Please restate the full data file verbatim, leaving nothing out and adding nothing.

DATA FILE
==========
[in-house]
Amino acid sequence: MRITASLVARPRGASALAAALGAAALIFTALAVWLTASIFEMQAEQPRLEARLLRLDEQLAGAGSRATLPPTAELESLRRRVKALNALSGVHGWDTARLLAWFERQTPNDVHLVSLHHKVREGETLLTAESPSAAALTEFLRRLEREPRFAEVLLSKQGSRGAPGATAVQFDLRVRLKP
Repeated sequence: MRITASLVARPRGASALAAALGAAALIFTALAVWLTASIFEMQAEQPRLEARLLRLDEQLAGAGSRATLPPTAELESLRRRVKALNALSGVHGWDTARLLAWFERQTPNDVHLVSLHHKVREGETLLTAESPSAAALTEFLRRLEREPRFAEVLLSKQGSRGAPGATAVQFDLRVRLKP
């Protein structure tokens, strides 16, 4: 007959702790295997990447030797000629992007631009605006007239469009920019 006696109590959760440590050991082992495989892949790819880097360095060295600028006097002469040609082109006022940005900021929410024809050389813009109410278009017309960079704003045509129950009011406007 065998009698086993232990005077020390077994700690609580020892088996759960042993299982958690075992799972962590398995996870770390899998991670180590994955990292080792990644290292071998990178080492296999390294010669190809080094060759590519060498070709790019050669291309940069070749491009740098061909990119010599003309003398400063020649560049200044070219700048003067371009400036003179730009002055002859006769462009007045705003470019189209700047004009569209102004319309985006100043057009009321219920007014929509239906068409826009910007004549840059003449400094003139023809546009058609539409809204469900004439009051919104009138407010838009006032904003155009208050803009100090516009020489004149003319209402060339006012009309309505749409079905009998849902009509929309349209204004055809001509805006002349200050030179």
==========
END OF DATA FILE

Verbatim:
[in-house]
Amino acid sequence: MRITASLVARPRGASALAAALGAAALIFTALAVWLTASIFEMQAEQPRLEARLLRLDEQLAGAGSRATLPPTAELESLRRRVKALNALSGVHGWDTARLLAWFERQTPNDVHLVSLHHKVREGETLLTAESPSAAALTEFLRRLEREPRFAEVLLSKQGSRGAPGATAVQFDLRVRLKP
Repeated sequence: MRITASLVARPRGASALAAALGAAALIFTALAVWLTASIFEMQAEQPRLEARLLRLDEQLAGAGSRATLPPTAELESLRRRVKALNALSGVHGWDTARLLAWFERQTPNDVHLVSLHHKVREGETLLTAESPSAAALTEFLRRLEREPRFAEVLLSKQGSRGAPGATAVQFDLRVRLKP
């Protein structure tokens, strides 16, 4: 007959702790295997990447030797000629992007631009605006007239469009920019 006696109590959760440590050991082992495989892949790819880097360095060295600028006097002469040609082109006022940005900021929410024809050389813009109410278009017309960079704003045509129950009011406007 065998009698086993232990005077020390077994700690609580020892088996759960042993299982958690075992799972962590398995996870770390899998991670180590994955990292080792990644290292071998990178080492296999390294010669190809080094060759590519060498070709790019050669291309940069070749491009740098061909990119010599003309003398400063020649560049200044070219700048003067371009400036003179730009002055002859006769462009007045705003470019189209700047004009569209102004319309985006100043057009009321219920007014929509239906068409826009910007004549840059003449400094003139023809546009058609539409809204469900004439009051919104009138407010838009006032904003155009208050803009100090516009020489004149003319209402060339006012009309309505749409079905009998849902009509929309349209204004055809001509805006002349200050030179």